Early professional development and languages teaching in primary schools

Driscoll, P. and Griffiths, V. (2012) Early professional development and languages teaching in primary schools. In: At the Crossroads: New Directions in Teacher Education, 16th-18th July 2012, Canterbury Christ Church University, Canterbury, Kent, UK.

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Abstract

This paper will present findings from a research project investigating the perspectives and experiences of beginning teachers, trained on employment-based routes, in teaching primary languages. There has been an entitlement to language learning in English primary schools since 2002 (DfES 2002, 2005). A major aim is to increase language diversity and intercultural awareness through focused language teaching in primary schools as well as integrated language approaches. There has been little previous research on language preparation on employment-based routes (Griffiths, 2007).
The main aims of the research are to:
• investigate the experiences of beginning primary teachers, trained on employment-based routes, in delivering primary
languages
• identify what factors affect the successful delivery of primary languages, such as teacher education provider, training in
primary languages, school context and support
• highlight ways in which employment-based teacher education in primary languages can be enhanced, and how employing schools can best build on this in primary teachers’ early careers.

Previous research on primary language teaching found considerable variation in approaches to primary language teaching, with some good quality training but often limited opportunities to observe good teaching (Cable et al, 2009; Driscoll et al, 2004; Griffiths & Driscoll, 2010). In this study, an online survey about initial training and experiences of teaching primary languages was administered to beginning teachers from five university-led employment-based courses in England (N-210). 18 follow up interviews were carried out, and four in-depth case studies of beginning primary teachers’ language teaching in schools.Lave and Wenger’s (1991) model of legitimate peripheral participation is useful as the theoretical framework for analysing beginning primary teachers’ initial training and early career experiences. Lave and Wenger’s ideas focus on the process by which newcomers become part of a community of practice, as the new, less experienced learners develop proficiency and move towards full participation in the community.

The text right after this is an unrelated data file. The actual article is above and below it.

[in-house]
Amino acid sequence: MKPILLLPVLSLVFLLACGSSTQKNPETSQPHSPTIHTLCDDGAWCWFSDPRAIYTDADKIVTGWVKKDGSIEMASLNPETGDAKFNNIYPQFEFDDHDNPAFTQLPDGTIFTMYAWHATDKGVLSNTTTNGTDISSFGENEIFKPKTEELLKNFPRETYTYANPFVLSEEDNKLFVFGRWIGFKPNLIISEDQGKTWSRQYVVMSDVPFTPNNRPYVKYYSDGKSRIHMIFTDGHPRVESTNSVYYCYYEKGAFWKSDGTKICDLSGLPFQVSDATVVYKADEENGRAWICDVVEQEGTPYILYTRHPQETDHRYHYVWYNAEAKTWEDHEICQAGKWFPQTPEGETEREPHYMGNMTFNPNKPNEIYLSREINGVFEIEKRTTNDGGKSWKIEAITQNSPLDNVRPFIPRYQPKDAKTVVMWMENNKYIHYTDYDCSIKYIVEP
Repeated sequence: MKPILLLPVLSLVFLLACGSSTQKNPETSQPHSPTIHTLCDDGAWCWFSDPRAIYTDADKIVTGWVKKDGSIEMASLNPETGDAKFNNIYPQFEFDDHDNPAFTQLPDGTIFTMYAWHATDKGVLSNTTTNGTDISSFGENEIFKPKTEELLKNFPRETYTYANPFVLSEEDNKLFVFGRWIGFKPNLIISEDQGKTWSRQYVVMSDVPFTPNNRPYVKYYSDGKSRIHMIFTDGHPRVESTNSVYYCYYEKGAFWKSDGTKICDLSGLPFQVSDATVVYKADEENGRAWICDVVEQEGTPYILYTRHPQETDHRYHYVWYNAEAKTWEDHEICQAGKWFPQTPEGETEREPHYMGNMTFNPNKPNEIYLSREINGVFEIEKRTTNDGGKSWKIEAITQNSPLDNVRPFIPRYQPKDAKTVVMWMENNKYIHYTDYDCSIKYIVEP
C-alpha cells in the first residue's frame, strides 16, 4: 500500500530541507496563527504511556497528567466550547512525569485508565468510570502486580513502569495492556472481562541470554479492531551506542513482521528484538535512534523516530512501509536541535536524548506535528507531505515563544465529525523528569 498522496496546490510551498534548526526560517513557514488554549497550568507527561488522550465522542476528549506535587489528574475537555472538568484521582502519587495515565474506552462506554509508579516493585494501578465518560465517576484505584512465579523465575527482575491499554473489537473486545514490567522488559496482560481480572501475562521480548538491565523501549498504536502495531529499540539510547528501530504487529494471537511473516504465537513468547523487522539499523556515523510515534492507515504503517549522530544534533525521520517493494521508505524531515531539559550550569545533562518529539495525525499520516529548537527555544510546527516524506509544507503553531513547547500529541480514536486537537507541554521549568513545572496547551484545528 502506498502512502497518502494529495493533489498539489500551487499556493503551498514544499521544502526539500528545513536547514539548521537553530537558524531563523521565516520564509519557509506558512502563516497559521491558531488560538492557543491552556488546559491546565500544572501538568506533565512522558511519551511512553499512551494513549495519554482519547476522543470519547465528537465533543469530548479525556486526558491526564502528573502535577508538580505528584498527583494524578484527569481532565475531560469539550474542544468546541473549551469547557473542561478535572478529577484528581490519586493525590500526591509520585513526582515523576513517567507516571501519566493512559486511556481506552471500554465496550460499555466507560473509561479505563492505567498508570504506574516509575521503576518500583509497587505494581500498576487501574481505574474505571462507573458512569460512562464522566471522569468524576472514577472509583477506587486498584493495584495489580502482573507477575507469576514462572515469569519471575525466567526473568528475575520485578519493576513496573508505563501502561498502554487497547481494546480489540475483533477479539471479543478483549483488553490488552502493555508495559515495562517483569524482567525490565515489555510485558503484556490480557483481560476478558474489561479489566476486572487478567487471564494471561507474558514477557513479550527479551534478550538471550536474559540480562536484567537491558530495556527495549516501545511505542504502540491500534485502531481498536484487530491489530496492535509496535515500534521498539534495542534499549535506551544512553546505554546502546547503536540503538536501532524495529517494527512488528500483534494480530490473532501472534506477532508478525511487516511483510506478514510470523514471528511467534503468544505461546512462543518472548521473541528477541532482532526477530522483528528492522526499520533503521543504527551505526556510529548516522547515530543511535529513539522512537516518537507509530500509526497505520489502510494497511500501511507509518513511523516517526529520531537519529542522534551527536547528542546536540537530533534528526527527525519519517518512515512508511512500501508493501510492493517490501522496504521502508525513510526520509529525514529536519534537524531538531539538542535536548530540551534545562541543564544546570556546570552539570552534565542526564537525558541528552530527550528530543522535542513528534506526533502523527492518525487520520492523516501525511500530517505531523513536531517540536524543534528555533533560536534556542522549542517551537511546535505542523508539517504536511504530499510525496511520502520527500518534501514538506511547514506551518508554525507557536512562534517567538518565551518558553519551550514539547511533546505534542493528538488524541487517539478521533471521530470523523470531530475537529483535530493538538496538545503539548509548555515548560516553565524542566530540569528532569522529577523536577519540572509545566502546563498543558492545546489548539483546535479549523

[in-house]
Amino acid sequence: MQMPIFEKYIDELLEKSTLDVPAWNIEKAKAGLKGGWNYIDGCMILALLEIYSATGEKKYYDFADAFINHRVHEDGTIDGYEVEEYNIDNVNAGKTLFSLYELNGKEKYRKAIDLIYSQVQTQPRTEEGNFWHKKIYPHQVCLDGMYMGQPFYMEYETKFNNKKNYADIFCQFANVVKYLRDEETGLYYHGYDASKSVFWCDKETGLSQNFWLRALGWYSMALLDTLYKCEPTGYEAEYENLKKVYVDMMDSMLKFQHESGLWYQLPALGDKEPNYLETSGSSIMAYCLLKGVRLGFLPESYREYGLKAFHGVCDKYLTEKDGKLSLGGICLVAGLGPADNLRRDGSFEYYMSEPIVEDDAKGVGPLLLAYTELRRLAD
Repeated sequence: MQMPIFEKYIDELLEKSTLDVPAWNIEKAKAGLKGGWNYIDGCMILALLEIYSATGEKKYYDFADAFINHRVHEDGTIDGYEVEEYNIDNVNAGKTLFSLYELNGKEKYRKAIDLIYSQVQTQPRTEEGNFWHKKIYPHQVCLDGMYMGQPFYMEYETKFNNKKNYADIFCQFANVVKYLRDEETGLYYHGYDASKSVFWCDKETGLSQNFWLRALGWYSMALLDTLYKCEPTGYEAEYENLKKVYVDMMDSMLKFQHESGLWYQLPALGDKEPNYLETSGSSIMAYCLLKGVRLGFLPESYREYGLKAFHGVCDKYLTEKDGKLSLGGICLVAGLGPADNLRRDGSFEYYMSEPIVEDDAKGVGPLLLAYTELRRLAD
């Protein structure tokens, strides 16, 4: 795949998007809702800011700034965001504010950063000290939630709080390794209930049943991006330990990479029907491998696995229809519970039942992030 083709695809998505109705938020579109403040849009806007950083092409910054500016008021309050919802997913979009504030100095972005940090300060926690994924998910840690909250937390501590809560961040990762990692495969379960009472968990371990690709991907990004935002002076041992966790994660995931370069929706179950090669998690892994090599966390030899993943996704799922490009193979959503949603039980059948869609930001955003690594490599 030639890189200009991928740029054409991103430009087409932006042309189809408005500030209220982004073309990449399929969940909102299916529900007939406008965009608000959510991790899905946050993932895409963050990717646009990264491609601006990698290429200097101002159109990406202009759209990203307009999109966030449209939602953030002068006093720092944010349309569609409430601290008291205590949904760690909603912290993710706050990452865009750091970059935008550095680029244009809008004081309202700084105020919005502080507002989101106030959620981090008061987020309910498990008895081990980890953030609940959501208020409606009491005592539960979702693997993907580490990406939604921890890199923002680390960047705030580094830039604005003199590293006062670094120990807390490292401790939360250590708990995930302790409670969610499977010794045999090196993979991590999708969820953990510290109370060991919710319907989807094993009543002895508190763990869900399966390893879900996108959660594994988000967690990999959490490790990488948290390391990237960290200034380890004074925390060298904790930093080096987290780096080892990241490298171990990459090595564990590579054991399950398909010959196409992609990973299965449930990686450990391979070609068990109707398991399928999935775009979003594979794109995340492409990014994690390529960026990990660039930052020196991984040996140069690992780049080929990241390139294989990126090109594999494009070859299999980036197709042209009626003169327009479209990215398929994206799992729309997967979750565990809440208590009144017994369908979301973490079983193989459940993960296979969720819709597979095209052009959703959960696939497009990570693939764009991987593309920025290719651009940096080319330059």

Project findings include the importance of focussed preparation in primary languages during teacher education and opportunities to observe good languages teaching in schools. For beginning teachers, strong support by specialist language teachers or advisors is important, plus a good range of teaching resources and well planned schemes of work, whether the approach used is single language or integrated learning. Findings will help enhance primary language teacher education, teaching and professional development, and produce new training and teaching resources for primary languages.

Item Type: Conference or Workshop Item (Paper)
Subjects: L Education > LB Theory and practice of education
L Education > LB Theory and practice of education > LB1501 Primary Education
L Education > LB Theory and practice of education > LB1705 Education and training of teachers and administrators
Divisions: pre Nov-2014 > Faculty of Education
Depositing User: Mrs Claire Choong
Date Deposited: 14 Nov 2013 13:46
Last Modified: 11 Dec 2014 12:50
URI: https://create.canterbury.ac.uk/id/eprint/12405

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Last edited: 29/06/2016 12:23:00